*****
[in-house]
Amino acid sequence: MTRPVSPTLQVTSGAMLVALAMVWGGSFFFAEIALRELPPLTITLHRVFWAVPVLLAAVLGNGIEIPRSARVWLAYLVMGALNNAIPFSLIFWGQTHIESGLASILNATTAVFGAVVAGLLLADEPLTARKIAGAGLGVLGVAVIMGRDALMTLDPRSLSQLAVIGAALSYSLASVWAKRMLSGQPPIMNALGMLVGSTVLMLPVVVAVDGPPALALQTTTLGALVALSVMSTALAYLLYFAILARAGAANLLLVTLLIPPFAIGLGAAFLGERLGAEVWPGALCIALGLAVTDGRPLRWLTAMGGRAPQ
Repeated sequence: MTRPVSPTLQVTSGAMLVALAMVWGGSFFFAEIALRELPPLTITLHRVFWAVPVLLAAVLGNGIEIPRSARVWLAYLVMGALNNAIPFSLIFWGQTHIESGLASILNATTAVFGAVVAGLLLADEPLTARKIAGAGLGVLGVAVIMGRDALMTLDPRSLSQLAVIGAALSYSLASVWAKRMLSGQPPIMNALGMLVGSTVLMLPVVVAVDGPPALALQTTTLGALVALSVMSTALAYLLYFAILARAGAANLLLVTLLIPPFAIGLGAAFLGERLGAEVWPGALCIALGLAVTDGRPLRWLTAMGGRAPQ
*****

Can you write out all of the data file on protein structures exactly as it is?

[in-house]
Amino acid sequence: MTRPVSPTLQVTSGAMLVALAMVWGGSFFFAEIALRELPPLTITLHRVFWAVPVLLAAVLGNGIEIPRSARVWLAYLVMGALNNAIPFSLIFWGQTHIESGLASILNATTAVFGAVVAGLLLADEPLTARKIAGAGLGVLGVAVIMGRDALMTLDPRSLSQLAVIGAALSYSLASVWAKRMLSGQPPIMNALGMLVGSTVLMLPVVVAVDGPPALALQTTTLGALVALSVMSTALAYLLYFAILARAGAANLLLVTLLIPPFAIGLGAAFLGERLGAEVWPGALCIALGLAVTDGRPLRWLTAMGGRAPQ
Repeated sequence: MTRPVSPTLQVTSGAMLVALAMVWGGSFFFAEIALRELPPLTITLHRVFWAVPVLLAAVLGNGIEIPRSARVWLAYLVMGALNNAIPFSLIFWGQTHIESGLASILNATTAVFGAVVAGLLLADEPLTARKIAGAGLGVLGVAVIMGRDALMTLDPRSLSQLAVIGAALSYSLASVWAKRMLSGQPPIMNALGMLVGSTVLMLPVVVAVDGPPALALQTTTLGALVALSVMSTALAYLLYFAILARAGAANLLLVTLLIPPFAIGLGAAFLGERLGAEVWPGALCIALGLAVTDGRPLRWLTAMGGRAPQ